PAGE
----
Early successes include removing coquis from a landscaped area of the Iwilei Home Depot parking lot and greatly reducing the number of coquis at the Big Island's Lava Tree State Park.

Big Island residents seem to be enthusiastic about using the food-grade chemical: Hilo's Garden Exchange sold 300 pounds in a recent week, and the state Department of Agriculture has loaned its 100-gallon sprayer to dozens of community groups since April.

But some warn that unless interisland deliveries of plants are treated to kill frogs, all the main islands could become as infested as the Big Island, where most experts concede there is little chance of eradicating the noisy amphibians.

Invasive species -- non-native plants and animals that cause harm to the environment or economy -- are problematic worldwide, but particularly in Hawaii. The state has a high proportion of species that exist nowhere else and can be threatened by invasive species.

Coquis have come to most people's attention because the males have a loud, piercing call that is magnified in a group chorus.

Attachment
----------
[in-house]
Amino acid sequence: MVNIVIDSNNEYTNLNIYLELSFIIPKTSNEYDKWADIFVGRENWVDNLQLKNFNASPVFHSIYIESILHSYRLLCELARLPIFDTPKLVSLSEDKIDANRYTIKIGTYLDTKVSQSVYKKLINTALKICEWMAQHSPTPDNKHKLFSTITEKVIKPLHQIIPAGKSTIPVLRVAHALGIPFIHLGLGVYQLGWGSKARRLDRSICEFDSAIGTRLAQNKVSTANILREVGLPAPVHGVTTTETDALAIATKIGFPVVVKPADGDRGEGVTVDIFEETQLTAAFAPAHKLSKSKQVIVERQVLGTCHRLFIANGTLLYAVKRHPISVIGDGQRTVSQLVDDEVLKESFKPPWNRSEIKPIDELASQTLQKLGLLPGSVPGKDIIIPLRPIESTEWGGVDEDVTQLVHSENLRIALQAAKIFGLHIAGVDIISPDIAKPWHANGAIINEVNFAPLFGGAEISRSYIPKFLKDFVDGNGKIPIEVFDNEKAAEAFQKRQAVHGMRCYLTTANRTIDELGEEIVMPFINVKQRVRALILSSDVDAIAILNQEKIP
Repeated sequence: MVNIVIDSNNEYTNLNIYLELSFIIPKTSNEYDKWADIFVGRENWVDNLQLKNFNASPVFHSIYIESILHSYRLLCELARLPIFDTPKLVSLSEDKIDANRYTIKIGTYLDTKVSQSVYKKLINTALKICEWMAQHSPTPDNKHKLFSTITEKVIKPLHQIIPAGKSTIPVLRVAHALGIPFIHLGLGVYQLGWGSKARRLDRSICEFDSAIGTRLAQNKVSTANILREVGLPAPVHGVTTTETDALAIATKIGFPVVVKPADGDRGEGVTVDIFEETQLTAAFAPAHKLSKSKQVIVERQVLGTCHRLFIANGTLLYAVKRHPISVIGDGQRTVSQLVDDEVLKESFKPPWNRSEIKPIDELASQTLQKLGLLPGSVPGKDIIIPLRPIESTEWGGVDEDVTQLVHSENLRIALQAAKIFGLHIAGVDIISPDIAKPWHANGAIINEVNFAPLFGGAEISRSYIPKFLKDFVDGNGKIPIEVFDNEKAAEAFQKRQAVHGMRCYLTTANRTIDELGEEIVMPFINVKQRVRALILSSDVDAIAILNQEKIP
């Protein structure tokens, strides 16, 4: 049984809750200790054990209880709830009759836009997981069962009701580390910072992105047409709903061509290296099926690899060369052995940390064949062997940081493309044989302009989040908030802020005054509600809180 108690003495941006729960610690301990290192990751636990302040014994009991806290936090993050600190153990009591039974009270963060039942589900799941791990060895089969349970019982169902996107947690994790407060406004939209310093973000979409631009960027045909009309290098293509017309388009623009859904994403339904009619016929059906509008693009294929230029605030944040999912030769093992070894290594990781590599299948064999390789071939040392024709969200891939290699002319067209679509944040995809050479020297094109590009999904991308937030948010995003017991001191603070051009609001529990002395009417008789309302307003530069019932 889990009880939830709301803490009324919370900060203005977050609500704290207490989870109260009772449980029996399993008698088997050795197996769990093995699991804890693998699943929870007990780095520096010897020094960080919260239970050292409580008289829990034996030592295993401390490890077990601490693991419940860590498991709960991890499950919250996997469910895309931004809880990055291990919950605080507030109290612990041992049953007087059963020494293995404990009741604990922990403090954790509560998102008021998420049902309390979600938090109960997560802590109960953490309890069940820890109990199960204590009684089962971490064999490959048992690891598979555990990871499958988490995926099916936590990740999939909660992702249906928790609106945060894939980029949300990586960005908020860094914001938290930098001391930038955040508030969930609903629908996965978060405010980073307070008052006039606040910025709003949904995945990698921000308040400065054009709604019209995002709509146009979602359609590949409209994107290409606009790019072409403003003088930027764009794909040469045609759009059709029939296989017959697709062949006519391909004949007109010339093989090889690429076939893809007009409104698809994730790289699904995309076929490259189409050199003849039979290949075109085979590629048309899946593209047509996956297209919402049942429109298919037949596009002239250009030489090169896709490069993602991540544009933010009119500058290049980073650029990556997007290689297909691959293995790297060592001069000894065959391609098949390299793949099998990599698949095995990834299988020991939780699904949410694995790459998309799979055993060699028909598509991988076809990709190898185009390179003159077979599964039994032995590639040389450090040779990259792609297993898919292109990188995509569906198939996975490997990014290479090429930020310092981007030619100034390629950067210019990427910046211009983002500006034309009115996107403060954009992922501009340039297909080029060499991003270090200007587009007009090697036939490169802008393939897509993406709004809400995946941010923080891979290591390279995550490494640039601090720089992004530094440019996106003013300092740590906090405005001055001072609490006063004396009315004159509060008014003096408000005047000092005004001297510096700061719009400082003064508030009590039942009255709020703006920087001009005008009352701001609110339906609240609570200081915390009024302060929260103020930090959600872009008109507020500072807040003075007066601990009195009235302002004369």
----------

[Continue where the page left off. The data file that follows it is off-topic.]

Scientists are concerned that the quarter-size frogs are eating at least some bugs that exist nowhere else on Earth, are stealing insect food from the mouths of endangered birds and could provide a ready food supply for non-native snakes.

Plant quarantine specialist Domingo Cravalho, foreground, and invasive-species technician Scott Williamson caught a coqui frog last week at Restaurant Row. Dense hedges provided cover for the frog, which was heard occasionally and spotted several times before being caught an hour later.

The state's new Invasive Species Council -- made up of eight state department heads, county representatives and University of Hawaii researchers -- begins meeting next month.